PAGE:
Soviet dissident's poems published in English
|Poems of Alexander Vvedensky, translated by Eugene Ostashevsky, 2013 |
The novice reader who dives into Alexander Vvedensky’s flood of words will find strange, but not un-beautiful depths: Themes float and grow like seaweed, shoals of images flash past and submerged ideas lurk in the shadows.
The writer, who died on a prison train in 1941, has garnered a new English-language audience since Pussy Riot’s Nadezhda Tolokonnikova quoted Vvedensky at her trial in August 2012. The New York Review of Books published the first English-language collection of Vvedensky’s poetry in April 2013. “Invitation For Me to Think” challenges poetry lovers and politicians alike.
Alexander Vvedensky was born in St Petersburg in 1904 and as a young adult became part of Leningrad’s Futurist movement. Much of his work has been lost and destroyed and what remains, mostly published posthumously, is not easy to understand. “The only thing that is positive to the end is meaninglessness,” he wrote.
The hundred-odd lines of “The Meaning of the Sea,” written in 1930, begin: “to make everything clear/ live backwards.” The poem has no capital letters or punctuation and nouns congregate seemingly at random: “here’s a candle snow/ salt and mousetrap.” The poem’s structure – such as it is – relies on echoes and metaphorical patterns, like the repeated images of drowning: “sea time sleep are one/ we will mutter sinking down” and “glory to heaven washed away/ my oar memory and will.”
Several poems draw on theatrical conventions, with stanzas spoken by different characters and bizarre stage directions in italics (“The servants bring in a large sofa”). The longest poem in the book is one of these quasi-dramatic verse-dialogues, “God May Be Around” (1931), a manifesto of profound nonsense to suit an era of apocalyptic doom; it ends: “A star of meaninglessness shines,/ it alone is fathomless./ A dead gentleman runs in/ and silently removes time.”
Pussy Riot trial brings new readers to Vvedensky
When Pussy Riot’s Nadezhda Tolokonnikova quoted Alexander Vvedensky at her trial in August 2012, few in the west had heard of him. But in Russian literary circles this avant-garde poet has been hugely influential. Tolokonnikova compared Pussy Riot, arrested for an anti-Putin protest in a Moscow cathedral, with the dissident Soviet poets of the OBERIU group, whose deliberately incomprehensible work challenged and de-familiarized the death-dealing logic of the communist state.
She quoted Vvedensky’s idea that “the inexplicable is our friend” and insisted: “Pussy Riot are the disciples and heirs of Vvedensky,” – like him, they pass judgement on the state, even as they are sentenced to imprisonment: “The dissidents and the poets of OBERIU are thought to be dead, but they are alive,” she asserted. “They are punished, but they do not die.”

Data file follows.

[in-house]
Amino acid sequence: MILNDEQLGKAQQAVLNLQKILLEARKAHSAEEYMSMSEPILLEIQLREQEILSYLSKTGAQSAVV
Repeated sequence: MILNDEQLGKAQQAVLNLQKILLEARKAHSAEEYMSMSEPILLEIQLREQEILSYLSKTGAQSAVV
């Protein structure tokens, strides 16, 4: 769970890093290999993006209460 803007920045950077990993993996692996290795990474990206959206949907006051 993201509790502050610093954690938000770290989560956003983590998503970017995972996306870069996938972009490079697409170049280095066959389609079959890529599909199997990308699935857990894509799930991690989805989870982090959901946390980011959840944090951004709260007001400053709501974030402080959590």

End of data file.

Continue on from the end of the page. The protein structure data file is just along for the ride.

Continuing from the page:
Translations of poetry are always problematic, especially when part of the point of the verse is not to make sense. One italicized line asks: “how does she does know that’s what she is?” (sic). Given the nature of Vvedensky’s writing, it is impossible to know whether the phrasing is deliberate or accidental (or possibly whether it matters).
Translator Eugene Ostashevsky has cleverly managed to transfer some playful aspects of the verse into English, punning on “curvilinear/curvy Lena” or “window/widow,” rhyming “idol” and “suicidal” or “effigies” with “lethargy.” Wordplay, half rhymes and disconcerting shifts of register are Vvedensky’s tools and the translators have worked hard to annotate and replicate them, at one point consciously rendering a quatrain using “online translation software.”
The original nuances, allusions to Pushkin or Lermontov, elements of folk drama and other Russian references are in danger of being lost in translation, but the English-language versions have their own cultural echoes: Biblical images are still recognizable along with lines that now recall T.S. Eliot or Dylan Thomas.
The dramatic, visionary poems evoke Percy Bysshe Shelley’s long philosophical carnivals. Most crucially, the insistence on “openness to doubt…” is reminiscent of what John Keats once wrote in a letter praising “negative capability”: the ability to live “in uncertainties, mysteries, doubts, without any irritable reaching after fact and reason.” This is – perhaps – the state of mind the reader needs to enjoy this book, as political commentary or as poetry.